So, are dinosaurs really living deep in the Congo? While the theory is an incredible one, it’s also one that is controversial in the extreme. With that said, is there another potential explanation? Yes, there is. It comes from a man who has traveled much of the world in search of monsters: Richard Freeman, a former keeper at Twycross Zoo, England. I had the good fortune to interview Freeman about his views on the Mokele-Mbembes and what they might be. Freeman told me: “An English ex-pat that gathered information on a supposed horned giant animal said to lurk in Lake Bangweulu [which is situated in the upper Congo River basin in Zambia], J.E. Hughes was born in Derbyshire in 1876 and attended Cambridge [University, England]. The British South Africa Company offered him a job as assistant native commissioner in the newly formed civil service of north-east Rhodesia. After seven years of service Hughes resigned and became a hunter / trader. He lived for the next eighteen years on the Mbawala islands on Lake Bangweulu. He recorded his life in a book, Eighteen years on Lake Bangweulu, in which he writes of the monster.”
Let’s now see what Hughes had to say himself, when it came to the matter of monsters in Africa: “For many years now there has been a persistent rumor that a huge prehistoric animal was to be found in the waters of our Lake Bangweulu. Certainly the natives talk about such a beast and ‘Chipekwe’ or ‘Chimpekwe,’ is the name by which they call it. I find it is a fact that Herr Hagenbeck sent up an expedition in search of this animal, but none of them ever reached the Luapula, owing to fever, etc; they had come at the wrong time of year for newcomers. Mr. H. Croad, the retired magistrate, is inclined to think there is something to the legend. He told me one night, camped at the edge of a very deep small lake, he heard a tremendous splashing during the night.”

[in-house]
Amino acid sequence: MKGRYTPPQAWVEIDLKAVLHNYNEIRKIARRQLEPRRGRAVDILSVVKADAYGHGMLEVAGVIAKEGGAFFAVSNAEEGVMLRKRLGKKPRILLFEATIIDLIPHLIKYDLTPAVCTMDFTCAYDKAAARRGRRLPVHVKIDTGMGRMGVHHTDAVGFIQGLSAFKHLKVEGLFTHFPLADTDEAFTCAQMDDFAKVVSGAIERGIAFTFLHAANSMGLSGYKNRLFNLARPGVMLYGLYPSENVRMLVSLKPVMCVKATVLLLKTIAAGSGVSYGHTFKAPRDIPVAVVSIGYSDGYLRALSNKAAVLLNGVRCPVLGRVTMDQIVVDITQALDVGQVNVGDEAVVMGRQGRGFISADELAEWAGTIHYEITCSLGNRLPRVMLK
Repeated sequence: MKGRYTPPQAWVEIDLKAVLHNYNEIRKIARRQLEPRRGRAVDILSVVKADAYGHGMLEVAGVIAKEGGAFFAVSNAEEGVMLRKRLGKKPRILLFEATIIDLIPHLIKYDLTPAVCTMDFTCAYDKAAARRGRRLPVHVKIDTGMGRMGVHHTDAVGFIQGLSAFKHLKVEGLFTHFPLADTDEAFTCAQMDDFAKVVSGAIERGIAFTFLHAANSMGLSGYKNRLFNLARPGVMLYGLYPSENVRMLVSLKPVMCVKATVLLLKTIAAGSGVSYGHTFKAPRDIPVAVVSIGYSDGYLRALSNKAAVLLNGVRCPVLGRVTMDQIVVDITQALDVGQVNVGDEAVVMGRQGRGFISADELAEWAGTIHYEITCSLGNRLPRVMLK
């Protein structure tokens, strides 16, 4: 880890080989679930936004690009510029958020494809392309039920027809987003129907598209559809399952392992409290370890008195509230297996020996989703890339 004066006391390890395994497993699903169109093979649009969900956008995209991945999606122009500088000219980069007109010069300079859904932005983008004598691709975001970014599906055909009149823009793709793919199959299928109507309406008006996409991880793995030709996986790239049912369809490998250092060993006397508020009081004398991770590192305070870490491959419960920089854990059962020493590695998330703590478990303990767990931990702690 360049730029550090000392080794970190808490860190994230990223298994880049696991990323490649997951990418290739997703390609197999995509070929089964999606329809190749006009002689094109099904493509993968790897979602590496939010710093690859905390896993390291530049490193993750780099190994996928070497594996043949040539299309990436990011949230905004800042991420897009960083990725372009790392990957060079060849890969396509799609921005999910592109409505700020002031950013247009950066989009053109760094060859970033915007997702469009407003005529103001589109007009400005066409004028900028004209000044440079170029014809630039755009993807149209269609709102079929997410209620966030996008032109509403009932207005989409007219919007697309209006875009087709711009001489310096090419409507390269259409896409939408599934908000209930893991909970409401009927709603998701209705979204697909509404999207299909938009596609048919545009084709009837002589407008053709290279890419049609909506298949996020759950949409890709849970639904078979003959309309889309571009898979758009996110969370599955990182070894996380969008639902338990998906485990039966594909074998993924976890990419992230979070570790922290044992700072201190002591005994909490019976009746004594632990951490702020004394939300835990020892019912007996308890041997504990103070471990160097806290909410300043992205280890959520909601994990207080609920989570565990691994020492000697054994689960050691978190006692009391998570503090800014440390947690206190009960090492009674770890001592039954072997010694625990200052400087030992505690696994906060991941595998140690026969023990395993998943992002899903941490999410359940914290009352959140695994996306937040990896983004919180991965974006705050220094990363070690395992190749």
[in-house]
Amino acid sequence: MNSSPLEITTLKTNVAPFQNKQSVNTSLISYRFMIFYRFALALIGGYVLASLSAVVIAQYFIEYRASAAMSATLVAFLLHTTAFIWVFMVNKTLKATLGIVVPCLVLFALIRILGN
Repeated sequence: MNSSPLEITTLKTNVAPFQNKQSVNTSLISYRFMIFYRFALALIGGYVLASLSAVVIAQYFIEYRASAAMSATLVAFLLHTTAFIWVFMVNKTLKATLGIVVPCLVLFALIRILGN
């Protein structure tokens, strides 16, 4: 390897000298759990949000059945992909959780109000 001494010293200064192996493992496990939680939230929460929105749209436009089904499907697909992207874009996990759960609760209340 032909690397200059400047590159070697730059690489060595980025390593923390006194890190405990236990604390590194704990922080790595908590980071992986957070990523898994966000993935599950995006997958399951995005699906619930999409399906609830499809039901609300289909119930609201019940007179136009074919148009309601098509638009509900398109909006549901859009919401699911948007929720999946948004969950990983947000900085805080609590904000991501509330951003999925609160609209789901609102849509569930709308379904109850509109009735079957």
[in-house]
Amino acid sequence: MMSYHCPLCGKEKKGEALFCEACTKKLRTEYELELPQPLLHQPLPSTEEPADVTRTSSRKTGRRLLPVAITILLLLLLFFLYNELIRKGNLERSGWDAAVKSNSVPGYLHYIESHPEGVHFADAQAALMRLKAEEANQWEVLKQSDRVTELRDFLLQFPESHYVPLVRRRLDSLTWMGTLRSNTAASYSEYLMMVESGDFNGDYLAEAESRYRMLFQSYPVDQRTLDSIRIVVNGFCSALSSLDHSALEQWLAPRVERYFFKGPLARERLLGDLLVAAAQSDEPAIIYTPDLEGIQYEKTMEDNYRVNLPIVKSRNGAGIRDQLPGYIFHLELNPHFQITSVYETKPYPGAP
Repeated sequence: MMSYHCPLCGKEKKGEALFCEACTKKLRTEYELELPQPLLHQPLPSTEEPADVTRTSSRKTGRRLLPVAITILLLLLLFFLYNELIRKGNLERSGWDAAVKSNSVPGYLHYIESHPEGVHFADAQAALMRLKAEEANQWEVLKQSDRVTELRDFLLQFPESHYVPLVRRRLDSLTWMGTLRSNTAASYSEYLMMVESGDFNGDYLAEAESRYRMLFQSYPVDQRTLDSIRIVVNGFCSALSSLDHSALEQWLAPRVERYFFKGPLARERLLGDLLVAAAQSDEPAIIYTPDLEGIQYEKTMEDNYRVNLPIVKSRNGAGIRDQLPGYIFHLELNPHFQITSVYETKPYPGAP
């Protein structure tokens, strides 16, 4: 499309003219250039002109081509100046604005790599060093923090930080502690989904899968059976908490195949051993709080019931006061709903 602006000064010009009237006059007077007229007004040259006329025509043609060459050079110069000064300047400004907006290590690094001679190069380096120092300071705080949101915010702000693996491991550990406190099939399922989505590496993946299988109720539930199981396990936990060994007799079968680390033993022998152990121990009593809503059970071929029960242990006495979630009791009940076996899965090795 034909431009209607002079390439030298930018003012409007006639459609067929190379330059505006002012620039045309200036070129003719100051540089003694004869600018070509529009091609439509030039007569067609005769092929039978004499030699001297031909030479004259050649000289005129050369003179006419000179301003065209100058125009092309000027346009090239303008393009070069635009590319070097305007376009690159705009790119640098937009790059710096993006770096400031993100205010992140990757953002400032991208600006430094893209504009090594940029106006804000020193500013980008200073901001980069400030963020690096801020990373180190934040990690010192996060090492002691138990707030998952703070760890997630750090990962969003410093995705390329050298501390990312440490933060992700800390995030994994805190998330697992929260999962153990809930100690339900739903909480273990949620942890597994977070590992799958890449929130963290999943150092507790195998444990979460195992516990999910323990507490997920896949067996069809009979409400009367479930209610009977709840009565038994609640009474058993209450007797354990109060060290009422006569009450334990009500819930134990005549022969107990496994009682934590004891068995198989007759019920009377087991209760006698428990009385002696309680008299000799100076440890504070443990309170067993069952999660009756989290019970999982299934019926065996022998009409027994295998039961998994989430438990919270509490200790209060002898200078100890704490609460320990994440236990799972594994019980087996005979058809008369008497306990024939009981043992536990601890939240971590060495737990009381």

Now, let’s return to the words of monster-seeker Richard Freeman: “A picture is emerging of a huge, dangerous, semi-aquatic animal with a single horn and an antipathy towards hippos. Many have come to the conclusion that these are Ceratopsian dinosaurs. These were a sub-order of Ornithischia – bird hipped dinosaurs – and contained such well known horned dinosaurs as Triceratops and Styracosaurus. They were all herbivores and were typified by bearing horns and a bony frill like an Elizabethan ruff that grew from the rear of the skull to protect the animal’s neck. The number of horns varied between the species, some such as Monoclonius bore only one horn on the snout. There are two main stumbling blocks with the dinosaur theory. First and foremost there is no fossil evidence for any species of non-avian dinosaur surviving beyond the Cretaceous period (which ended 65 million years ago). Secondly there is no indication of any species of being aquatic, let alone Ceratopsians. So we need to look elsewhere for this beast’s identity.”
On the matter of that identity, Freeman shares with us his views: “The idea of a water dwelling rhino may seem strange but the great Indian rhino (Rhinoceros unicornis) spends almost as much time in water as a hippopotamus. It feeds mainly on lush water plants such as reeds and water lilies. The Indian rhino also bares only one horn much like the Emela-ntouka and unlike the two Savannah dwelling African species who both bare two horns.” A mystery solved? Well, it’s definitely more likely than groups of Brontosaurus!